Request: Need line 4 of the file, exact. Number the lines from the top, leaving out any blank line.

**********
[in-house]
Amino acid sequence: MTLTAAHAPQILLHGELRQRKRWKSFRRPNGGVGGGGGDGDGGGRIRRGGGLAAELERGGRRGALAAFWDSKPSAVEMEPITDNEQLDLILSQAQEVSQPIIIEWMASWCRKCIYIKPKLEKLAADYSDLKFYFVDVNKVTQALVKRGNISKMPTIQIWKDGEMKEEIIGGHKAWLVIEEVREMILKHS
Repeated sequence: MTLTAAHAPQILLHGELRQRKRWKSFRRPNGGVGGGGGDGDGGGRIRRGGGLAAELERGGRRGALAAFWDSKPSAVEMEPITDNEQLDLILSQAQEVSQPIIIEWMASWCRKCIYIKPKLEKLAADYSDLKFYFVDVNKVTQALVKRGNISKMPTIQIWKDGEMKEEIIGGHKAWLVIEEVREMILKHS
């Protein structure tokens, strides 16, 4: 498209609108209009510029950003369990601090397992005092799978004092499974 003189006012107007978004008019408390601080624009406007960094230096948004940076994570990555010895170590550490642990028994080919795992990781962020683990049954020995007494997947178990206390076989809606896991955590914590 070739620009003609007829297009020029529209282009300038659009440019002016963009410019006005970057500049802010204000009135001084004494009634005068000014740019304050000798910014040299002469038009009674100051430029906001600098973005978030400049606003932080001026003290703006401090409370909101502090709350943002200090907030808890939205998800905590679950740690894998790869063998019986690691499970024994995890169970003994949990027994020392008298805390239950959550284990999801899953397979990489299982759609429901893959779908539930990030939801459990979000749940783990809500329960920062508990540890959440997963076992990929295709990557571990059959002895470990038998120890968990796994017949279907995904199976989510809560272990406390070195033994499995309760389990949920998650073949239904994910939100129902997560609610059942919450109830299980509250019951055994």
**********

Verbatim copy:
């Protein structure tokens, strides 16, 4: 498209609108209009510029950003369990601090397992005092799978004092499974 003189006012107007978004008019408390601080624009406007960094230096948004940076994570990555010895170590550490642990028994080919795992990781962020683990049954020995007494997947178990206390076989809606896991955590914590 070739620009003609007829297009020029529209282009300038659009440019002016963009410019006005970057500049802010204000009135001084004494009634005068000014740019304050000798910014040299002469038009009674100051430029906001600098973005978030400049606003932080001026003290703006401090409370909101502090709350943002200090907030808890939205998800905590679950740690894998790869063998019986690691499970024994995890169970003994949990027994020392008298805390239950959550284990999801899953397979990489299982759609429901893959779908539930990030939801459990979000749940783990809500329960920062508990540890959440997963076992990929295709990557571990059959002895470990038998120890968990796994017949279907995904199976989510809560272990406390070195033994499995309760389990949920998650073949239904994910939100129902997560609610059942919450109830299980509250019951055994």